But there is another must-have that is necessary for success, one often forgotten in the drive to hire top talent or identify key opportunities. Call them partnerships, alliances or friends, most organizations need help from the outside.
Rosabeth Moss Kanter, a Harvard Business School professor, reminds us of the critical importance of finding and maintaining key relationships in her blog post, Three Reasons Everything Goes Better with Partners.
"The teammates by your side are certainly important. They're part of the family." Kanter writes. "But even more important are the partners or allies not directly involved in your project or venture who help you extend your reach and get what you need to succeed -- key suppliers, distributors, co-developers, independent designers, endorsers, and beyond. They are the extended family."
One advantage to consorting with great partners, she says, is that they provide access to people or resources you might not know or have the clout to command.
"They fight for you in meetings you can't attend, accounting for why people with sponsors are more likely to succeed in large organizations. Partners and allies provide windows on new ideas and introductions to new territories, whether to customers, suppliers, or opinion leaders."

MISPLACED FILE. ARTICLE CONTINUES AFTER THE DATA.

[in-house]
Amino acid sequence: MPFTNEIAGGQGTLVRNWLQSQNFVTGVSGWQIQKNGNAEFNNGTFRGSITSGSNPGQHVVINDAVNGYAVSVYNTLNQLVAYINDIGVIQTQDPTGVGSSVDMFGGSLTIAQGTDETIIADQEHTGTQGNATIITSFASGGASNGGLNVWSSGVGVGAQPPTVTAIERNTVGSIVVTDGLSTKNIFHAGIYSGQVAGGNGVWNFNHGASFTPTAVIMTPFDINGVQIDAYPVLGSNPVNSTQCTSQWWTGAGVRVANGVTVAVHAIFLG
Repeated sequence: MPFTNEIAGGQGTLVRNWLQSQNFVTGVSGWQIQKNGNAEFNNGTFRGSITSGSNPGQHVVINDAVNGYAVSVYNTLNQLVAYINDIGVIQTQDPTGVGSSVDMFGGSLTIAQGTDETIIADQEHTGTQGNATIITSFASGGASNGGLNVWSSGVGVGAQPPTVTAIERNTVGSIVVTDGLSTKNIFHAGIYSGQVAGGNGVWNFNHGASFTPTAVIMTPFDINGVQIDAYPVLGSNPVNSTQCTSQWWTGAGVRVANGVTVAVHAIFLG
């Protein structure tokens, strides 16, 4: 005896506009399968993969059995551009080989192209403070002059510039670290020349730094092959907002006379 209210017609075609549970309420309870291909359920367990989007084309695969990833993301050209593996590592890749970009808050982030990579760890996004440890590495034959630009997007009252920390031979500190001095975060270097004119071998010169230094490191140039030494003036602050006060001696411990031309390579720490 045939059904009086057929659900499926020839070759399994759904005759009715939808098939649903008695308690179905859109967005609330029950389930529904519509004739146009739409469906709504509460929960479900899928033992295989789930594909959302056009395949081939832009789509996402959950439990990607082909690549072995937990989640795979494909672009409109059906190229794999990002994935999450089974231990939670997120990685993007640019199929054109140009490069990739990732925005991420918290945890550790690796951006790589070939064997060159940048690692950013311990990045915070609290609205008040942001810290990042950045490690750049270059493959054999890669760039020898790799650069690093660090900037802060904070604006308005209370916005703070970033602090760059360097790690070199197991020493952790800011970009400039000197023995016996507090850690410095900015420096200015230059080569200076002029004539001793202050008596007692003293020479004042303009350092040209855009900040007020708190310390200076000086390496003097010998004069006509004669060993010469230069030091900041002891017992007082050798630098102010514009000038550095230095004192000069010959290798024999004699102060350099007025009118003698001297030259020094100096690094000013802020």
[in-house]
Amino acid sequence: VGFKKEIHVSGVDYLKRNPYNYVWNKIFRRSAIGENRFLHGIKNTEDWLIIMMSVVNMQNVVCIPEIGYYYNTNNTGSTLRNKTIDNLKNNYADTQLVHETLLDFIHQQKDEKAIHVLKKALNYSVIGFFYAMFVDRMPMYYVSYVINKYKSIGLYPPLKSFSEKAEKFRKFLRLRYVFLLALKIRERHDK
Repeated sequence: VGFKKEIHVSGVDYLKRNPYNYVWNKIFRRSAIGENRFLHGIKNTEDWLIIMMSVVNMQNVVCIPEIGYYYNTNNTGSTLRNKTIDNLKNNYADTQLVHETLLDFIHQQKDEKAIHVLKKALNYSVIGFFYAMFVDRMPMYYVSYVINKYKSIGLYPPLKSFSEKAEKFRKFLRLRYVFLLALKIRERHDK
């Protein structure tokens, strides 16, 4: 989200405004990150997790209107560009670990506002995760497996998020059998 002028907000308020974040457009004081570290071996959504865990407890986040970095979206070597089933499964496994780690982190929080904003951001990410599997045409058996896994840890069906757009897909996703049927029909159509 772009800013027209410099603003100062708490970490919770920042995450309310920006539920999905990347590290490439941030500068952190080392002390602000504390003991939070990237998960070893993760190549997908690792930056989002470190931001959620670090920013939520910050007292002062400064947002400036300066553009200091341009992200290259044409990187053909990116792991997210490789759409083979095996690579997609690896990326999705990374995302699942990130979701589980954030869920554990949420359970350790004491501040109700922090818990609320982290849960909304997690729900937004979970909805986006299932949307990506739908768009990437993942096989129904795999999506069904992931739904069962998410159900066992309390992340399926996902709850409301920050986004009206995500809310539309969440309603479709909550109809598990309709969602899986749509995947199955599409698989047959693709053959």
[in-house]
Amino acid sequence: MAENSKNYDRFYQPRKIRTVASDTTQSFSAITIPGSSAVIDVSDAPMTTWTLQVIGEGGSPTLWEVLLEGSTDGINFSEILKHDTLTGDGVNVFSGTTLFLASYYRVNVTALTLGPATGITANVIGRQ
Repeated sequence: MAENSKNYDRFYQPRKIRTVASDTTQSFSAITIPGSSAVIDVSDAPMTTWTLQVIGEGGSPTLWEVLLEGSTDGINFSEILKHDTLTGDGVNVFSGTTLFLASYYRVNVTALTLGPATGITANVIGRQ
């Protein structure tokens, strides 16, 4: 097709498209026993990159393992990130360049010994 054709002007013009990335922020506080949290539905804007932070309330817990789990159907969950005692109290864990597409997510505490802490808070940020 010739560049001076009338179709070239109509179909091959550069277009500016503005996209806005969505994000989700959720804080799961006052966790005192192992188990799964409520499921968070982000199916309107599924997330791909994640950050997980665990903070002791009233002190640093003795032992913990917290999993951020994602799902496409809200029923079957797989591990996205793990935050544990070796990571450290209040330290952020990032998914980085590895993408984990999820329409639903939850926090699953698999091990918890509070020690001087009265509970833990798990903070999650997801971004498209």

Allies also help you when strength in numbers counts, such as when trying to influence public policy or remove barriers. And the third advantage is that partners help you create better products, either by supplying needed parts or contributing to an ecosystem that creates value for your customers, such as independent developers do by writing mobile apps for Apple's iPhone and iPad.
The key in developing successful partnerships is to think of allies and alliances from the start, not as an afterthought. Partners can help you create a better strategy just as easily as they can help you create a better product.
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